Cinco de Mayo is just a month away, and for many Americans, that means heading out to the local Mexican restaurant for chips, salsa, a round of Coronas and some mariachi music.
Widely believed—incorrectly—to be Mexico's equivalent of the Fourth of July, Cinco de Mayo is actually the commemoration of the Battle of Puebla, an epic struggle in which Mexican forces defeated the French Army, which was dispatched to Mexico to demand payments on which Mexico had defaulted.
Colonel Eric Rojo, Washington Region representative of the 150th Anniversary of the Battle of Puebla Planning Committee, says the Battle of Puebla is akin to the US Battle of Gettysburg, and that, considered together, the battles were a “definitive warning to European powers to stay out of affairs of the [North American] continent.”
This year, marks the 150th anniversary of the Battle of Puebla, and the Mexican state of the same name has planned a full month's worth of activities—starting last Sunday-- to celebrate Mexico's most misunderstood holiday.
Concerts featuring famed Mexican and international performers such as Lila Downs, Eugenia Leon, Los Tigres del Norte, Ruben Blades, and Omara Portuondo are scheduled, as are dozens of art exhibits and dance performances; more than 800 artists from 24 countries will be on hand. And not surprisingly, since Puebla is famous for its cuisine—especially mole al poblano—food will play a prominent part in the celebrations.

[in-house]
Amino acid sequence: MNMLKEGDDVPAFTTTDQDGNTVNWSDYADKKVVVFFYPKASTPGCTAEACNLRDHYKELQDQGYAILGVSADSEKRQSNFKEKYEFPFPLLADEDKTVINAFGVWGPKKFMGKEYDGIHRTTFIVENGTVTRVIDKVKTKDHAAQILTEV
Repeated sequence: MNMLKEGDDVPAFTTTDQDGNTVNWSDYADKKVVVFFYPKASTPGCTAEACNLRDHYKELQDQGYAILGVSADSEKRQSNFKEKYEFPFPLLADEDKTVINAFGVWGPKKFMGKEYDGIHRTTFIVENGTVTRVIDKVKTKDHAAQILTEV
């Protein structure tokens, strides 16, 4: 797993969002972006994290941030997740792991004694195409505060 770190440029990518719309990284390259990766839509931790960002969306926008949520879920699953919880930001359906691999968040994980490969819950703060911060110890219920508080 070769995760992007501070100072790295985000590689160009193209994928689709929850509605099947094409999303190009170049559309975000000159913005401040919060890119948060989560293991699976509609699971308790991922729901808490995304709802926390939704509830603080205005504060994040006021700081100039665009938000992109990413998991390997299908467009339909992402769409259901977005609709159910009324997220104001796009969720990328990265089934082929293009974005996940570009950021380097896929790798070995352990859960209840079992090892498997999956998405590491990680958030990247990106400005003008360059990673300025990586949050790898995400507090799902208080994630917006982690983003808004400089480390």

The highlight of the Cinco de Mayo celebrations, though, will be the events that help shed more light on the ties between the U.S. and Mexico and the aspects of our shared history that have largely been forgotten. In particular, the government of Puebla hopes that U.S. travelers with a deep interest in history will visit the state during the Cinco de Mayo celebration, in part so they can learn how U.S. and Mexican history are connected.
American history buffs are likely to be especially interested in the battle reenactment and the grand parade, which will feature a contingent of the Military Order of the Loyal Legion of the United States (MOLLUS), whose members are all direct descendants of officers in Lincoln's army. The event will be the first time that a U.S. military contingent has paraded in Puebla since the late 19th century.
Colonel Rojo, who is a member of MOLLUS, notes that another highlight of the anniversary will be a three-day symposium of Mexican and international historians discussing the significance of the Battle of Puebla.
There is plenty to explore in Puebla beyond the Cinco de Mayo celebrations; the town center the city of Puebla is a UNESCO World Heritage Site and several towns in the state of Puebla are “Pueblos Magicos,” or Magic Towns, so-declared by the Secretary of Tourism of Mexico. Pueblos Magicos preserve some important aspect of Mexican cultural patrimony. Rojo encourages travelers who are interested in visiting Puebla to keep an eye on the Cinco de Mayo website and on the state's tourism website, both of which will be listing travel specials related to the Cinco de Mayo celebration.
Julie Schwietert Collazo is a freelance writer living in Havana.